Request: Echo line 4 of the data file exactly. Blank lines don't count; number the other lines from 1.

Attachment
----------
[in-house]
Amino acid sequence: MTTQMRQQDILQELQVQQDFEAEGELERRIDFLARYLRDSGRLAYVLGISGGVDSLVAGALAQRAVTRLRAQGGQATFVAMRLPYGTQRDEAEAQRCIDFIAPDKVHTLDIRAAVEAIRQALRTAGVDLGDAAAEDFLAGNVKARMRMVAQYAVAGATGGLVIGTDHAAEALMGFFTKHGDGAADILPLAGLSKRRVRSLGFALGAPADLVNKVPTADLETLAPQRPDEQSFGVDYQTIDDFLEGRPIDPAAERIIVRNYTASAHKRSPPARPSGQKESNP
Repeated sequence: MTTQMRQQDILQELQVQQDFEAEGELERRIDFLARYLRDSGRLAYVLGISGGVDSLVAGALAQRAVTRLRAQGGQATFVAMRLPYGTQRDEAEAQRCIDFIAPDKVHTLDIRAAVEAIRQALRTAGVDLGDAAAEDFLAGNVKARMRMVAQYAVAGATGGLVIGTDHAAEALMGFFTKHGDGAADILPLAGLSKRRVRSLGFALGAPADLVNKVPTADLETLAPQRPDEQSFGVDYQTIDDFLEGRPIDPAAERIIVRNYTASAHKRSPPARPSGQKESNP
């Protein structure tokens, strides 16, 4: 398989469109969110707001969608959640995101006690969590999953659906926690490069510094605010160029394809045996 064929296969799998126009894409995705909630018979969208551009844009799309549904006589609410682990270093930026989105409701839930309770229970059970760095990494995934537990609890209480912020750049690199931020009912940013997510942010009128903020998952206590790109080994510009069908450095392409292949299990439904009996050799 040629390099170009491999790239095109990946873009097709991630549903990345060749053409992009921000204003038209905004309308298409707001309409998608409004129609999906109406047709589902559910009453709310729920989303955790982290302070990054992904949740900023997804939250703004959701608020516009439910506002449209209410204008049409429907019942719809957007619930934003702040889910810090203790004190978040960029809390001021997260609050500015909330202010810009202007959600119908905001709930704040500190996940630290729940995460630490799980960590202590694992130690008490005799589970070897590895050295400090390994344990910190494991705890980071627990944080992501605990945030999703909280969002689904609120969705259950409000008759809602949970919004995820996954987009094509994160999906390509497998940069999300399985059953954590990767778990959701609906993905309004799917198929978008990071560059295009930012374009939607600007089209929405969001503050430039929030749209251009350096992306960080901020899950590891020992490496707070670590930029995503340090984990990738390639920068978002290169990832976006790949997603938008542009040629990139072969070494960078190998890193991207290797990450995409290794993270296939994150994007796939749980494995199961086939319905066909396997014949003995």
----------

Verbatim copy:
């Protein structure tokens, strides 16, 4: 398989469109969110707001969608959640995101006690969590999953659906926690490069510094605010160029394809045996 064929296969799998126009894409995705909630018979969208551009844009799309549904006589609410682990270093930026989105409701839930309770229970059970760095990494995934537990609890209480912020750049690199931020009912940013997510942010009128903020998952206590790109080994510009069908450095392409292949299990439904009996050799 040629390099170009491999790239095109990946873009097709991630549903990345060749053409992009921000204003038209905004309308298409707001309409998608409004129609999906109406047709589902559910009453709310729920989303955790982290302070990054992904949740900023997804939250703004959701608020516009439910506002449209209410204008049409429907019942719809957007619930934003702040889910810090203790004190978040960029809390001021997260609050500015909330202010810009202007959600119908905001709930704040500190996940630290729940995460630490799980960590202590694992130690008490005799589970070897590895050295400090390994344990910190494991705890980071627990944080992501605990945030999703909280969002689904609120969705259950409000008759809602949970919004995820996954987009094509994160999906390509497998940069999300399985059953954590990767778990959701609906993905309004799917198929978008990071560059295009930012374009939607600007089209929405969001503050430039929030749209251009350096992306960080901020899950590891020992490496707070670590930029995503340090984990990738390639920068978002290169990832976006790949997603938008542009040629990139072969070494960078190998890193991207290797990450995409290794993270296939994150994007796939749980494995199961086939319905066909396997014949003995």